Computer science is a discipline that is intrinsically interdisciplinary. Primarily because the computer itself—the externalization of our logic apparatus—is such an enticing and versatile tool. Therefore, it is not hard to find examples of cross-disciplinary approaches. Just think of Artificial Intelligence and all the areas it draws upon. A less well-known example is the subject of Artificial Immune Systems (AIS) in which I've done some work. Here, computer scientists and immunologists are collaborating to, among other things, learn nature's algorithms for defending the body against pathogens and apply them as another security paradigm to other areas—anomaly detection systems for networks as PCs, data protection schemes, and so forth. It remains to be seen if the road can be traveled in both directions and computer science (AIS) can inform questions about the natural immune system, it will be surprising if it can't.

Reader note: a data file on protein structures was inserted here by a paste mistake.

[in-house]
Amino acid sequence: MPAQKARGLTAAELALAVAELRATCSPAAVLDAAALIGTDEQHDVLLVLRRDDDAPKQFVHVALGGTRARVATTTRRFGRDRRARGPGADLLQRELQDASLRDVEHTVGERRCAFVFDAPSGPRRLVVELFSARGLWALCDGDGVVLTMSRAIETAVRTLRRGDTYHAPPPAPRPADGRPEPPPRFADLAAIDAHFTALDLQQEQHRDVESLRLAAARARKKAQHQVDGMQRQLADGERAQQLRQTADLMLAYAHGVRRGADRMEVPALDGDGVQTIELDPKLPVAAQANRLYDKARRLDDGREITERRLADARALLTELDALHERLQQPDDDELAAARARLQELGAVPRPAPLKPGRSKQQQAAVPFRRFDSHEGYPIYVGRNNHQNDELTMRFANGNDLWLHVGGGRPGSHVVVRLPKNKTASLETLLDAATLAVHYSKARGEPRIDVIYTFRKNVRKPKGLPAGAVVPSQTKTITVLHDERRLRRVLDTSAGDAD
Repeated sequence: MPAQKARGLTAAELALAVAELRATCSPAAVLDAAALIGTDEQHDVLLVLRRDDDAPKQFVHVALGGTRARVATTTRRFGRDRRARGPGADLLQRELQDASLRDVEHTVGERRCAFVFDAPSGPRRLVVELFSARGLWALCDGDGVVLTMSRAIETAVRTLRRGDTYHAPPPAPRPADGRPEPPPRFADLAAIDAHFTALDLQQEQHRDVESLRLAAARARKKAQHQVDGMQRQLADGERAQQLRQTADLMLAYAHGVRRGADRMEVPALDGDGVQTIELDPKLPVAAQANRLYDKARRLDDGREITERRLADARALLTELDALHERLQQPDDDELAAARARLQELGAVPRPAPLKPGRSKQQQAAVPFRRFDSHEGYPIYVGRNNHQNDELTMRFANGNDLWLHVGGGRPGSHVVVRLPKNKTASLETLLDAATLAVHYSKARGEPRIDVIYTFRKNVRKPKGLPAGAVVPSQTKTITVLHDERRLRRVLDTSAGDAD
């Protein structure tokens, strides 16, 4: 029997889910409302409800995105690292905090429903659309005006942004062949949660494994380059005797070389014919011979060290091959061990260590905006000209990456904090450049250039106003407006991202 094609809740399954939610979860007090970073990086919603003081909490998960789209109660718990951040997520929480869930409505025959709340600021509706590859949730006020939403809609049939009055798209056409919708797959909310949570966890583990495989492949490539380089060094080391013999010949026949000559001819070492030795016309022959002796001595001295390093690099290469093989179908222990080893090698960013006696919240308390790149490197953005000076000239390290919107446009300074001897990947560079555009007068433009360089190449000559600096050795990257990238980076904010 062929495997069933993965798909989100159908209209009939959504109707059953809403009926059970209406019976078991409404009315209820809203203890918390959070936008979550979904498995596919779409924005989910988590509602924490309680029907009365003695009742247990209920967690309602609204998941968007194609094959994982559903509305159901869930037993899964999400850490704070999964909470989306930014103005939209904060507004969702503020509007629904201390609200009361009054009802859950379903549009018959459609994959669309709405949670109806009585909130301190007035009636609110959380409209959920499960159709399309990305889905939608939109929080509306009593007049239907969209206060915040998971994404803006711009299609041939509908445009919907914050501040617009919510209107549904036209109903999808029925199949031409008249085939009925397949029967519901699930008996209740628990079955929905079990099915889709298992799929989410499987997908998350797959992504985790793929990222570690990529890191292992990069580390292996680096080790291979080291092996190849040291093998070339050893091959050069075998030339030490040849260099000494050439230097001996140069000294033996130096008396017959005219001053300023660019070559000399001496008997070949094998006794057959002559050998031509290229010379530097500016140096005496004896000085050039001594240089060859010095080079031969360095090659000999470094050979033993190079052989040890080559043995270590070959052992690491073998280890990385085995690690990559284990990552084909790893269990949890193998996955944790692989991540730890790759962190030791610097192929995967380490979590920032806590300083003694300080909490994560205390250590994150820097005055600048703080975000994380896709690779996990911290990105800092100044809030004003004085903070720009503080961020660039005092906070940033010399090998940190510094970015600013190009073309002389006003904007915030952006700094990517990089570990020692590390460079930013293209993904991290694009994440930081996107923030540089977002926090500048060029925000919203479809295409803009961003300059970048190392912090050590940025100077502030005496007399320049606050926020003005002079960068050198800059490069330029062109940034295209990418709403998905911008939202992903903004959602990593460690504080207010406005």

The last part of the question is hard for me to answer without engaging in platitudes: Cross-disciplinary approaches are not appropriate when they are expected to bog down research; when they are forced upon; when they obfuscate ethical boundaries. There is no a-priori reason pertaining specifically to cross-disciplinary research that can be cited to avoid engaging in it. The main benefit of collaborating with people with other areas of expertise is the compulsion of viewing a problem from a different perspective; this usually increases the understanding of the issues at hand and the understanding of our understanding, which is, more often than not, a good thing.
And I ended up with an Information Science degree. It was heavy on database courses.